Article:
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Trait-Based Research on Rotifera: The Holy Grail or Just Messy?

Ulrike Obertegger
1,* and
Robert Lee Wallace
Research Group Hydrobiology, Research and Innovation Centre, Fondazione Edmund Mach, 38010 San Michele all’Adige, Italy
Department of Biology, Ripon College, Ripon, WI 54971, USA
Author to whom correspondence should be addressed.
Water 2023, 15(8), 1459;
Submission received: 6 March 2023 / Revised: 30 March 2023 / Accepted: 3 April 2023 / Published: 8 April 2023
(This article belongs to the Special Issue Biodiversity and Functionality of Plankton Communities)


In recent years, trait-based research on plankton has gained interest because of its potential to uncover general roles in ecology. While trait categories for phytoplankton and crustaceans have been posited, rotifer trait assessment has lagged behind. Here, we reviewed the literature to assess traits key to their life histories and provided a data matrix for the 138 valid genera of phylum Rotifera. We considered seven traits: habitat type, trophi type, presence of lorica and foot, predation defense attributes, corona type, and feeding traits. While most traits were morphological attributes and supposedly easy to assess, we were faced with several challenges regarding trait assignment. Feeding traits were especially difficult to assess for many genera because relevant information was missing. Our assembled trait matrix provides a foundation that will initiate additional research on rotifer functional diversity, diminish the misclassification of rotifer genera into trait categories, and facilitate studies across trophic levels.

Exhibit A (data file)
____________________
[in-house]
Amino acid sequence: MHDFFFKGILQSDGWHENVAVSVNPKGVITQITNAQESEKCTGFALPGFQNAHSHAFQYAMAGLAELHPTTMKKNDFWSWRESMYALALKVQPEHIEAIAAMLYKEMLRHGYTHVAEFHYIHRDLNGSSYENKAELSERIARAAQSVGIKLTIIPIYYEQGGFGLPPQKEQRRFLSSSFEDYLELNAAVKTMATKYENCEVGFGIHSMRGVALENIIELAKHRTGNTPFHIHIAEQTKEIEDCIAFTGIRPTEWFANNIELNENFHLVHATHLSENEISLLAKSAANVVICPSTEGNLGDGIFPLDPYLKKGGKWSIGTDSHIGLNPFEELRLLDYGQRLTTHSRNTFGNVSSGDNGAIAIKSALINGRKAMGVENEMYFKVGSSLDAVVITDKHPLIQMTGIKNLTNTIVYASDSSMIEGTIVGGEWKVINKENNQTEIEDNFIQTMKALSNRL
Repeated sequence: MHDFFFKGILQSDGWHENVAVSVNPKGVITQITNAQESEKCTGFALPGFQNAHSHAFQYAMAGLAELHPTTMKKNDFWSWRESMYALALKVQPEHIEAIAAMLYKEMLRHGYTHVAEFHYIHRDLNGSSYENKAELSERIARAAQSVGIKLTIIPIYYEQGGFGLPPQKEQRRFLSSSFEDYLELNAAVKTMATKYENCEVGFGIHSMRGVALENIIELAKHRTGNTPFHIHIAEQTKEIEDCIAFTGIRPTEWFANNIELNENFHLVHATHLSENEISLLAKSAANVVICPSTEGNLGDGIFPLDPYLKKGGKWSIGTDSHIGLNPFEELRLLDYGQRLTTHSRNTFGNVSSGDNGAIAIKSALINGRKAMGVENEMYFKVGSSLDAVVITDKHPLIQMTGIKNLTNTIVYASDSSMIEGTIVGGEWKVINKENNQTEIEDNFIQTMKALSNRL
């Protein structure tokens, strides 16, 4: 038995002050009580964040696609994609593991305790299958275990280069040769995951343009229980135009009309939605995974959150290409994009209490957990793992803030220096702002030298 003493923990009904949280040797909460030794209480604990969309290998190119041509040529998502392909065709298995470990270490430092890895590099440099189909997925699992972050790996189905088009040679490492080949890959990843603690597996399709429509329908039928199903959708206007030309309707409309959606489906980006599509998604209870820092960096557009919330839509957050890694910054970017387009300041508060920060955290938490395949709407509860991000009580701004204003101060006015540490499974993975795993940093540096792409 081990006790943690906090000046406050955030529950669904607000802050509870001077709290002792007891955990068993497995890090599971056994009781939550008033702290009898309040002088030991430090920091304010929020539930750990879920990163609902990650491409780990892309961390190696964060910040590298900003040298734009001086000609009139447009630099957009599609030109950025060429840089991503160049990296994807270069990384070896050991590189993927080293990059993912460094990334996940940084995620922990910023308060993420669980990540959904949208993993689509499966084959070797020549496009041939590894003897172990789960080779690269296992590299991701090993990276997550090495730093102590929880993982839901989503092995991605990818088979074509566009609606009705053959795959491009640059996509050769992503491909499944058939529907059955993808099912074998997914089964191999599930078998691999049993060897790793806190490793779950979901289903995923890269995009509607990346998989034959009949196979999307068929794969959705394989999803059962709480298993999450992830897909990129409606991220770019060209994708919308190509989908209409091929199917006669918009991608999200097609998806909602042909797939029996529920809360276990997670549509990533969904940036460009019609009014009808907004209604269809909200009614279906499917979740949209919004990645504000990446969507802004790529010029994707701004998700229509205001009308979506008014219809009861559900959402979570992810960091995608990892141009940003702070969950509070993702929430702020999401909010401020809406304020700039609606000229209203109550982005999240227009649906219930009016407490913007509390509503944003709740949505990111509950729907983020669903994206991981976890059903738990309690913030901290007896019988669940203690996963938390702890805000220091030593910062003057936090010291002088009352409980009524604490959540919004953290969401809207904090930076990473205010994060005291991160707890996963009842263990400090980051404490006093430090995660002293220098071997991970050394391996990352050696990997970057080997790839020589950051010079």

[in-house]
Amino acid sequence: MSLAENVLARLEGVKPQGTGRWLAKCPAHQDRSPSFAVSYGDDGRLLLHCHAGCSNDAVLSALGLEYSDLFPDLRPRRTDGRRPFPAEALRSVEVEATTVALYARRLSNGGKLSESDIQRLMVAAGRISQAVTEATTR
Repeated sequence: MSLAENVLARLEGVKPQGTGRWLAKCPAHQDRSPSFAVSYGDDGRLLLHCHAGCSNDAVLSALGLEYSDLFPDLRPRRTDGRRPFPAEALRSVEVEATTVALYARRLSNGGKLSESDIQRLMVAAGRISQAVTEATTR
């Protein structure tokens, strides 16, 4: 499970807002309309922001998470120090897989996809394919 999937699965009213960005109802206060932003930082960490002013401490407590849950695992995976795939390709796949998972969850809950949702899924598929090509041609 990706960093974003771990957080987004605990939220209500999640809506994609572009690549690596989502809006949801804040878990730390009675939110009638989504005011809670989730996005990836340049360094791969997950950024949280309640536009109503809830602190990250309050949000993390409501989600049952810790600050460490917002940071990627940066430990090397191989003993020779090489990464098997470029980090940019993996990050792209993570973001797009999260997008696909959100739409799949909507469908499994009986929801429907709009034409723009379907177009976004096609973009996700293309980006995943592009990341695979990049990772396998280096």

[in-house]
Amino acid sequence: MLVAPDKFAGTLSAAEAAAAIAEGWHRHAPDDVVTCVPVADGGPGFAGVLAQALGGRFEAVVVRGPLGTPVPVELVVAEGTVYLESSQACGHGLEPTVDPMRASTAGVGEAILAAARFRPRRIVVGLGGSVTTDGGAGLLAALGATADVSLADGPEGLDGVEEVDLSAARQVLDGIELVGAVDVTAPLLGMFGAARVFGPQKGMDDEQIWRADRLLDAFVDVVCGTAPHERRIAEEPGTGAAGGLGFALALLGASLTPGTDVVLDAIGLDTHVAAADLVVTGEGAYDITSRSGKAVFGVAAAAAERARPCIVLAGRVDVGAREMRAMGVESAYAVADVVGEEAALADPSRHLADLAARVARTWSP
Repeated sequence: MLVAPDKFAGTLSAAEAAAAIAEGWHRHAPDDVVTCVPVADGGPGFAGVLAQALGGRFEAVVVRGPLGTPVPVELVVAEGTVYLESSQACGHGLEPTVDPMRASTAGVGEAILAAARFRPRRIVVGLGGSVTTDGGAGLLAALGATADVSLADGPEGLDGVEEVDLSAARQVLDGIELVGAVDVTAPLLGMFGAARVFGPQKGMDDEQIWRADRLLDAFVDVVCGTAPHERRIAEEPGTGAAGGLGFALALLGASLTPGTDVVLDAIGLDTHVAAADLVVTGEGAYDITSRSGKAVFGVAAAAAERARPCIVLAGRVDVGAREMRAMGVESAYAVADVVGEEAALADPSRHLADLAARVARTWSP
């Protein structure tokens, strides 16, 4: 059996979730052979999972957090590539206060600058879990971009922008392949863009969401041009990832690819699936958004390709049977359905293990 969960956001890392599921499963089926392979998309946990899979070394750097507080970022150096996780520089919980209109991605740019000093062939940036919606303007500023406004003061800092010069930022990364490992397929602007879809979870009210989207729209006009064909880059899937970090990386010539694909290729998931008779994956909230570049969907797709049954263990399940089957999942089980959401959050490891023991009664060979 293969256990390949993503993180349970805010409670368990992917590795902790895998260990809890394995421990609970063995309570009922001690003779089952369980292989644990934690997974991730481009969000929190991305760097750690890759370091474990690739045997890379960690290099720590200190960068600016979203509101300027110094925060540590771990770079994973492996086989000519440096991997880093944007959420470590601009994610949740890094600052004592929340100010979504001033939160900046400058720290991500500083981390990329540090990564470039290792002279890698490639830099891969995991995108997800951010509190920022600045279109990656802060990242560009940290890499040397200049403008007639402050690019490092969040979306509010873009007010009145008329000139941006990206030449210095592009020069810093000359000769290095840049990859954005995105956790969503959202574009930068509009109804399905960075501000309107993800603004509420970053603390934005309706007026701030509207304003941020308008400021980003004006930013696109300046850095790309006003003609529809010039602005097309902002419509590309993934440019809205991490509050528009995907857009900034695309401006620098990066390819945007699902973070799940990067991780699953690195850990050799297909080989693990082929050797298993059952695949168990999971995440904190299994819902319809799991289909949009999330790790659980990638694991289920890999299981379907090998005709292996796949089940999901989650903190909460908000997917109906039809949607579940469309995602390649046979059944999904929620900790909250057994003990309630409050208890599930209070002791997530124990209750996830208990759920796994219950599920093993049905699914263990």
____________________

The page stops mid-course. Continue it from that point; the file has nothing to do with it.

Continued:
1. Introduction

In recent years, trait-based research has gained interest because of its promise to provide generality and predictability of ecological patterns [1] This generality in trait-based ecology is reached by using traits that allow for an ecological viewpoint beyond species-specific statements [2]. Traits may be defined at the level of species and can include morphological, physiological, and/or phenological characteristics, which impact individual fitness [3,4]. The use of traits fosters a better understanding of the forces that drive the diversity of communities across several scales [2,5,6,7,8,9]. More importantly, such studies can identify both the loss and recovery of ecosystem resilience [10]. Additionally, tracking the extent of changes in traits may provide insight into how communities rebound either by hysteretic or non-hysteretic pathways [10,11] and also may provide information about the subtle changes indicating a regime shift that ultimately leads to alternative stable states [12,13,14,15,16].